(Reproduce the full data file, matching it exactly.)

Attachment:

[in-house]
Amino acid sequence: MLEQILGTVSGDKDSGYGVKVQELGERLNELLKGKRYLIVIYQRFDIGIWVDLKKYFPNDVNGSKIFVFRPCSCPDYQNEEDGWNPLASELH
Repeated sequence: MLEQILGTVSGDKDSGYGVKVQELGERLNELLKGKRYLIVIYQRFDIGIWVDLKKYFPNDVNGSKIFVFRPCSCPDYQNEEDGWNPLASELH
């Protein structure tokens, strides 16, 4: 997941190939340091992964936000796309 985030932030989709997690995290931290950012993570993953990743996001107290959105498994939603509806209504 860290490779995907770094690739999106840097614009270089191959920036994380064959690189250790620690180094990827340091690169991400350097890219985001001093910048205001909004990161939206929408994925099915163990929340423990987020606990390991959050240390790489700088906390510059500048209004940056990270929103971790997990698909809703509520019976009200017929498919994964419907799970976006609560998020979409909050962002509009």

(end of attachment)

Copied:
[in-house]
Amino acid sequence: MLEQILGTVSGDKDSGYGVKVQELGERLNELLKGKRYLIVIYQRFDIGIWVDLKKYFPNDVNGSKIFVFRPCSCPDYQNEEDGWNPLASELH
Repeated sequence: MLEQILGTVSGDKDSGYGVKVQELGERLNELLKGKRYLIVIYQRFDIGIWVDLKKYFPNDVNGSKIFVFRPCSCPDYQNEEDGWNPLASELH
């Protein structure tokens, strides 16, 4: 997941190939340091992964936000796309 985030932030989709997690995290931290950012993570993953990743996001107290959105498994939603509806209504 860290490779995907770094690739999106840097614009270089191959920036994380064959690189250790620690180094990827340091690169991400350097890219985001001093910048205001909004990161939206929408994925099915163990929340423990987020606990390991959050240390790489700088906390510059500048209004940056990270929103971790997990698909809703509520019976009200017929498919994964419907799970976006609560998020979409909050962002509009």